Dec 15, 2017 | By Tess

Engineers from the Fraunhofer Institute for Production Technology (IPT) in Aachen, Germany are developing an innovative method for providing 3D printed parts with the load-bearing strength of injection molded components. The project, which is funded by the German Federal Ministry of Education and Research (BMBF), is called “LightFlex.”

The LightFlex research initiative came about from a need to develop customized load-bearing parts. Currently, most load-bearing components are still made using injection molding processes, which are capable of combining plastic materials with fiber-reinforced polymers for the necessary strength.

The downside to using injection molding, however, is that parts must be mass manufactured to make up for the high tooling costs, which means that most load bearing components on the market are standardized and thus not always suitable for customized applications.

Additive manufacturing, on the other hand, offers the benefits of making bespoke parts without expensive tooling costs, but is still limited in terms of the strength and durability it can provide for parts. This inevitably limits how the technology can be used to produce load-bearing parts.

With LightFlex, however, the German researchers have proposed an innovative method that could enable the 3D printing of customized load-bearing parts without having to sacrifice strength.

The process essentially consists of 3D printing a customized shape using standard AM technologies, and then reinforcing that shape with a sheet of fiber-reinforced plastic, also known as Organo sheets.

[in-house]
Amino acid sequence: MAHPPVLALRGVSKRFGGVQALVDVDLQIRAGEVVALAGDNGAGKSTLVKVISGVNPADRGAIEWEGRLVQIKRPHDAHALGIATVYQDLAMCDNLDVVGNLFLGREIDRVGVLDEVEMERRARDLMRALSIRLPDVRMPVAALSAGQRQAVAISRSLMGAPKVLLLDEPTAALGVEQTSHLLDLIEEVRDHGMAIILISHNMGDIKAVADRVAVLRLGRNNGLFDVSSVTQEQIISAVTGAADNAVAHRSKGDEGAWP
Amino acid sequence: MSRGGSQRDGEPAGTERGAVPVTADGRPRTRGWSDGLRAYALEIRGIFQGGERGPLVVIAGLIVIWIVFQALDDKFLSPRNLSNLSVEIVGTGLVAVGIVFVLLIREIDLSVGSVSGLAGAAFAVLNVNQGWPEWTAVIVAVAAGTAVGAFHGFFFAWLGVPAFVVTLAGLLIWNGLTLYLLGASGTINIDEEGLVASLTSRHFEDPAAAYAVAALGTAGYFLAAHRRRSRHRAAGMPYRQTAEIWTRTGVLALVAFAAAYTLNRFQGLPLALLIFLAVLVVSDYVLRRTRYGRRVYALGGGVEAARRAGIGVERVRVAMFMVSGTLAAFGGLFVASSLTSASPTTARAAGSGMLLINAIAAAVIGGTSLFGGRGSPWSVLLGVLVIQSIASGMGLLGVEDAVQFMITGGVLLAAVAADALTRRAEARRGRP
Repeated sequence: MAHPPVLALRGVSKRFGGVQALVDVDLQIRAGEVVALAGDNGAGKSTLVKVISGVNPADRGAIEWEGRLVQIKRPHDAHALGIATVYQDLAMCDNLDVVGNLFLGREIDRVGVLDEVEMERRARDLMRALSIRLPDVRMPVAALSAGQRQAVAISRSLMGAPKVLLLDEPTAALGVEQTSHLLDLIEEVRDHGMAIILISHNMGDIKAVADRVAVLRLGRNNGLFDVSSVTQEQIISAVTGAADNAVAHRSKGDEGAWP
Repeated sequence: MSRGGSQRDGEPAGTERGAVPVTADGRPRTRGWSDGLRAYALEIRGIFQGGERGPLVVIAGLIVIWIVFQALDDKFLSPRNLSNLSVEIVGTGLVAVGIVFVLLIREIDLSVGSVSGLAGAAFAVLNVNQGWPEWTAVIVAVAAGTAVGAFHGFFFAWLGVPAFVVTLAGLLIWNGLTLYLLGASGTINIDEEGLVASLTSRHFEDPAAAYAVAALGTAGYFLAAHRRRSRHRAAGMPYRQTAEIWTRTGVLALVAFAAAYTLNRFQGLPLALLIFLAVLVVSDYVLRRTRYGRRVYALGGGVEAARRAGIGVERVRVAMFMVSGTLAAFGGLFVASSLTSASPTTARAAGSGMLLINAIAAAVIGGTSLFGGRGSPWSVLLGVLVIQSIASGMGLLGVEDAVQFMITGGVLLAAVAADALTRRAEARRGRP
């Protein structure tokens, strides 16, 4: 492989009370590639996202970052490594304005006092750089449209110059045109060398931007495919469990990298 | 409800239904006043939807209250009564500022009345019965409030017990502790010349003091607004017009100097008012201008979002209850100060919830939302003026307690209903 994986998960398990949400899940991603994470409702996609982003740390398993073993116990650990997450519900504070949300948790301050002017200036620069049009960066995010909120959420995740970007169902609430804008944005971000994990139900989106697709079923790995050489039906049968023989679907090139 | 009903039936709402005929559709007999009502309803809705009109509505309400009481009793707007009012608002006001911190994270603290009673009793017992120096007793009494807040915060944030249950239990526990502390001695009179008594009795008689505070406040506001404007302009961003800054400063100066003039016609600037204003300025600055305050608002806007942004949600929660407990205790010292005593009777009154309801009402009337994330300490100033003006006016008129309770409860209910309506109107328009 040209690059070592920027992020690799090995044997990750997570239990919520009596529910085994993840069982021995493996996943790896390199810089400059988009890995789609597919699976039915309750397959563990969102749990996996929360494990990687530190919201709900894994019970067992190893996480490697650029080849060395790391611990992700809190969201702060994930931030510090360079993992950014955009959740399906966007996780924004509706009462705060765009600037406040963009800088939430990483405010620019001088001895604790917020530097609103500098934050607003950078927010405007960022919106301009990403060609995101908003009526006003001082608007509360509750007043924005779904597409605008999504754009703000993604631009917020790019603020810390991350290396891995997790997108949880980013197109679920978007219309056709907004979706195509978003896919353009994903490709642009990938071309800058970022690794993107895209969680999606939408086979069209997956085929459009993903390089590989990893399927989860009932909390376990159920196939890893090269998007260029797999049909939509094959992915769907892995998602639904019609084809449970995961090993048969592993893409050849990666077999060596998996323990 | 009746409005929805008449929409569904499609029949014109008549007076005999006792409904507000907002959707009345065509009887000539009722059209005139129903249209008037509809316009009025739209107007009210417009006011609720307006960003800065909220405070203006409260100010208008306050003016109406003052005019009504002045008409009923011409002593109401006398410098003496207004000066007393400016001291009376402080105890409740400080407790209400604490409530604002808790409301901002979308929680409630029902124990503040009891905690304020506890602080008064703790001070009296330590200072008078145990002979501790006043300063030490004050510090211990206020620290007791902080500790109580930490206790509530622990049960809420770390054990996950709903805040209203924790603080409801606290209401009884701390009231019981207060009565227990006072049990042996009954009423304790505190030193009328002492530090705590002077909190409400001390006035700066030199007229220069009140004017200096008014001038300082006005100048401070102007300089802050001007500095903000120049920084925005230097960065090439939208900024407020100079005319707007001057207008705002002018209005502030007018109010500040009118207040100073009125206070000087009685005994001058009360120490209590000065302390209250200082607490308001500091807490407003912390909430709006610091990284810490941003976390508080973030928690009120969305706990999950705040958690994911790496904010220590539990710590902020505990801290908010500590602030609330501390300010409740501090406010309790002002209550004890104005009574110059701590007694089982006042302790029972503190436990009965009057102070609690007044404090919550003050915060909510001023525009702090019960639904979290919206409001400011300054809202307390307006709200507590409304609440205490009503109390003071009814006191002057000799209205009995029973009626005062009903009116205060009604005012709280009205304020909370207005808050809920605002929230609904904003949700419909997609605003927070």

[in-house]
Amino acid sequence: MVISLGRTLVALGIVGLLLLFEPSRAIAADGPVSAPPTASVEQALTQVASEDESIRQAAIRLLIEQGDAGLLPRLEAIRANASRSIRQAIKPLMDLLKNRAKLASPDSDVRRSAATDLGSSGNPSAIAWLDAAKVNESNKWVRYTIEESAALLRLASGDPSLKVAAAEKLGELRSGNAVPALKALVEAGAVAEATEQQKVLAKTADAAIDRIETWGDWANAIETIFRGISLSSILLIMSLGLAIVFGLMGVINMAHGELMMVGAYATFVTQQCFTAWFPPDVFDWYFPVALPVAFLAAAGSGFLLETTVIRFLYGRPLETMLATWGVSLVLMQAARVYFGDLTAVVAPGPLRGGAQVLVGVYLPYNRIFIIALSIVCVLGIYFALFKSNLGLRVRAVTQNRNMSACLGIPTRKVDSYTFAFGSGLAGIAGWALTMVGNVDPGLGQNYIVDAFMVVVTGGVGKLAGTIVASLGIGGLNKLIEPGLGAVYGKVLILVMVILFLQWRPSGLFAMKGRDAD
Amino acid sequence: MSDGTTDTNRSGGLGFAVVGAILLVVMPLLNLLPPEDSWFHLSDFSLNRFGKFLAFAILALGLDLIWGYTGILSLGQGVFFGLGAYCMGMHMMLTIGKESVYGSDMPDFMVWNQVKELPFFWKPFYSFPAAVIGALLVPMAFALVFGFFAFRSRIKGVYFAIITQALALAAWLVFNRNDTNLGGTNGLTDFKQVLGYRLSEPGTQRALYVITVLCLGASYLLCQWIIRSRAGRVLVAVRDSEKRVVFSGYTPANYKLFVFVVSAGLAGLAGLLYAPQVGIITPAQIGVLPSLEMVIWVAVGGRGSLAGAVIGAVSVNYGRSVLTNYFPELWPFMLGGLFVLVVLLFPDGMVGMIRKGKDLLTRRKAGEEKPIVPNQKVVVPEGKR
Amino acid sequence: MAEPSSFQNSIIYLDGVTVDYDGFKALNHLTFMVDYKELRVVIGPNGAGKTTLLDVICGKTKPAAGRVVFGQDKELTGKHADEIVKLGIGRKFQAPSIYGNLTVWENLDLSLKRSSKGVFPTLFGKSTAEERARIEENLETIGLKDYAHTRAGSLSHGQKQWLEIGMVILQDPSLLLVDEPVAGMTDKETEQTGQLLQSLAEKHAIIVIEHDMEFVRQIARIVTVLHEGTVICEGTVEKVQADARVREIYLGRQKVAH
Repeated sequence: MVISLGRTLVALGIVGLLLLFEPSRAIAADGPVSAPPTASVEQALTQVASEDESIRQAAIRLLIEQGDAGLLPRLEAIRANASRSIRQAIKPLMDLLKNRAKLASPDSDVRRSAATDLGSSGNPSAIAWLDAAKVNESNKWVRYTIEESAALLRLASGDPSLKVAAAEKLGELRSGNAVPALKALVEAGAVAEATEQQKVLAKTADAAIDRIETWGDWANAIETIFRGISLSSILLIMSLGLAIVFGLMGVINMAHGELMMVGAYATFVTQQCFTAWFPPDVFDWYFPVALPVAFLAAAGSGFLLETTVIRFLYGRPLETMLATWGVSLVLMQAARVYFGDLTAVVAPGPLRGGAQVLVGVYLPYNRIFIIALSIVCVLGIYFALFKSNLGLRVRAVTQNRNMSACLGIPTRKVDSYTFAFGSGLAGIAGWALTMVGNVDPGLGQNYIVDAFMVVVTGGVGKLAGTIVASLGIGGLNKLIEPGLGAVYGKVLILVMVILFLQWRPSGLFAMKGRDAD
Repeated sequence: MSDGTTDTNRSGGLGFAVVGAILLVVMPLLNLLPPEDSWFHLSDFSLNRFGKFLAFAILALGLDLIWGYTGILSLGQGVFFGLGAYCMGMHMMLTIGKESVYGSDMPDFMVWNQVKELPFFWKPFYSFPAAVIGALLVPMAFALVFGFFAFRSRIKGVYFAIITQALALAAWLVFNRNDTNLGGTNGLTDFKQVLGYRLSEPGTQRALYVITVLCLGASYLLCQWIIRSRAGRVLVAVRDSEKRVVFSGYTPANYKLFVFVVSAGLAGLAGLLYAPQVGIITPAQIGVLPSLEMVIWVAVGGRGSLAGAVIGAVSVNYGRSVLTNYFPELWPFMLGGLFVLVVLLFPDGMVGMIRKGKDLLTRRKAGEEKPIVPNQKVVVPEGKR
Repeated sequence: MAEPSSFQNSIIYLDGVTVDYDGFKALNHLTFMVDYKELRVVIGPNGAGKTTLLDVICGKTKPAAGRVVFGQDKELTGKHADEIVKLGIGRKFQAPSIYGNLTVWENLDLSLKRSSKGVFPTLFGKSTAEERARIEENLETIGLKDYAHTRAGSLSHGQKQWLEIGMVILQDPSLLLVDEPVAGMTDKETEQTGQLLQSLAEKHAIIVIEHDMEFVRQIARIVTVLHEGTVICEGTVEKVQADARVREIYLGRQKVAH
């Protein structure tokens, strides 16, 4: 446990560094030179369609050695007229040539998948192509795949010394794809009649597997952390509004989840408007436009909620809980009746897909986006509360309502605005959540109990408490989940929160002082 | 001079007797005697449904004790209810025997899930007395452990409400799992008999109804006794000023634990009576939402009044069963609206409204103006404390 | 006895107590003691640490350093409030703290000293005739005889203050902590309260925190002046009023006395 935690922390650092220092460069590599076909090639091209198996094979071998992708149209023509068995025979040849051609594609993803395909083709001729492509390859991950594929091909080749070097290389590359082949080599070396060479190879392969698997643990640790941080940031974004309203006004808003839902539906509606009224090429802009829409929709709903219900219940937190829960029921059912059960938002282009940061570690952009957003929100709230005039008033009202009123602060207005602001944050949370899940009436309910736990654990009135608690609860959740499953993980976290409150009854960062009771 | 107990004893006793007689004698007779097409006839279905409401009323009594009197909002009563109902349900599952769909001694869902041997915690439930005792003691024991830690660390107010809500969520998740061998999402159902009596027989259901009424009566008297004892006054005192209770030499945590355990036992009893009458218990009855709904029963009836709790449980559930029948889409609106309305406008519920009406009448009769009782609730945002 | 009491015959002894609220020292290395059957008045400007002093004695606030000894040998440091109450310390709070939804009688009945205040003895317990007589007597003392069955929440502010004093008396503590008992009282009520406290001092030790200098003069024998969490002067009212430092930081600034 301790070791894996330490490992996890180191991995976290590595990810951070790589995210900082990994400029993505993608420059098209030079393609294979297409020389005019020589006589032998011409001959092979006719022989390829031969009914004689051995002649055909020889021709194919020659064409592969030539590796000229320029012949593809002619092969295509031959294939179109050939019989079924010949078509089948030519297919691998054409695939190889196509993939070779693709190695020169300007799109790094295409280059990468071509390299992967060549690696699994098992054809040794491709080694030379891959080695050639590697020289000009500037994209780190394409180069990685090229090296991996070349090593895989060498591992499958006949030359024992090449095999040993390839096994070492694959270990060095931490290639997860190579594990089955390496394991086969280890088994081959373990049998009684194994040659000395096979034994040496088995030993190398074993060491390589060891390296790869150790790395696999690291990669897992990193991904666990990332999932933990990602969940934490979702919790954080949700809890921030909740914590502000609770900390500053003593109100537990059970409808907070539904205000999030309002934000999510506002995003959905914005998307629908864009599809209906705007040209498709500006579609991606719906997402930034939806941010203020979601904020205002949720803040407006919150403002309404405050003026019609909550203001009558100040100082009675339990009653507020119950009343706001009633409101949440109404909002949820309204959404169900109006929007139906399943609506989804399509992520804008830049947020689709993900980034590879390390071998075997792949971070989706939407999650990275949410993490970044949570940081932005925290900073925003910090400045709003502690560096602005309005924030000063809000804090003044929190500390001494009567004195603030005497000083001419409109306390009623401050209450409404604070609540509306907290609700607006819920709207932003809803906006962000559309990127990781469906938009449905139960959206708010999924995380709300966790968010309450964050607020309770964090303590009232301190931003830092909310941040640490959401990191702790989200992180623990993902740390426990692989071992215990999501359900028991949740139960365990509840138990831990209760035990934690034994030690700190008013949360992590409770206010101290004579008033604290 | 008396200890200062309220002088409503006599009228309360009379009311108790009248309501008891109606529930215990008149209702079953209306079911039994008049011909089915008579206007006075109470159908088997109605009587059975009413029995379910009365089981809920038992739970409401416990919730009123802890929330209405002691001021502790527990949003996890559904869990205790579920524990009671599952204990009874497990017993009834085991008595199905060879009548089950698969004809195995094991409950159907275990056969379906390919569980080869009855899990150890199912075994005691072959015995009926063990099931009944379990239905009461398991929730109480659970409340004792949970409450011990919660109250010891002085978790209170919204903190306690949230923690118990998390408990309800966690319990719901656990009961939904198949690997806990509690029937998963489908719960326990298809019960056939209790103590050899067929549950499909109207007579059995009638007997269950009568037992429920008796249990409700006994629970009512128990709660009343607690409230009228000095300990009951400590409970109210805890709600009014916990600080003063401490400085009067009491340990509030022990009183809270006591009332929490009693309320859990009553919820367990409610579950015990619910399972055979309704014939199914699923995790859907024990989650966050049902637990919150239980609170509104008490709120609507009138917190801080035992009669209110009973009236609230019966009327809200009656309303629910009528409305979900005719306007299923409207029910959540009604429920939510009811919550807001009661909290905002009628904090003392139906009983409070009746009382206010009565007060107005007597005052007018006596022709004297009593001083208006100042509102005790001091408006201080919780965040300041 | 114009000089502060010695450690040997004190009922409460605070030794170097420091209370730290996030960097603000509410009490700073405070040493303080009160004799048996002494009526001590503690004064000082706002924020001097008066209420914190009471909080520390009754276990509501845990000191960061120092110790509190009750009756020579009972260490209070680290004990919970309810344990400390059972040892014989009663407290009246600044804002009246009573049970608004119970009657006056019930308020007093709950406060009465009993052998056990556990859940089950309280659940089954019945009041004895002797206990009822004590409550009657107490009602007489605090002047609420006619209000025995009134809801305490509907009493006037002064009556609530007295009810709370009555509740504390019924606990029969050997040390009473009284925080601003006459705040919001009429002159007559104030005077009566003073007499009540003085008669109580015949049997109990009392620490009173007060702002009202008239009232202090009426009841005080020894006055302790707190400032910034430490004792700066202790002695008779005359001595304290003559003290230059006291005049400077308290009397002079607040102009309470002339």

The Organo sheets are cut using Fraunhofer IPT’s proprietary PrePro system, which is capable of cutting the exact shape and size necessary for reinforcing the 3D printed part. The PrePro system, the researcher say, helps to minimize waste and “leads to significant savings in the carbon fibers produced with high energy expenditure.”

(Images: Fraunhofer IPT)

Once the fiber-reinforced plastic is cut to size, it can be joined to the 3D printed structure using a thermoforming process, though the researchers still seem to be investigating the best way to combine the two products.

“The Aachen-based scientists continuously collect process data for the two components to be joined during production and aligned with each other. The goal is to return feedback to production on the basis of immediate analyzes. Thus, a digital shadow of the entire process chain can ensure a consistently high quality of the manufactured component,” said the researchers in a statement.

With the implementation of the institute’s LightFlex system, manufacturers would be able to 3D print small-batch load-bearing parts or even make adjustments and last-minute changes to a part’s design during the prototyping stage without having to lose out on its strength capacity.



Posted in 3D Printing Application



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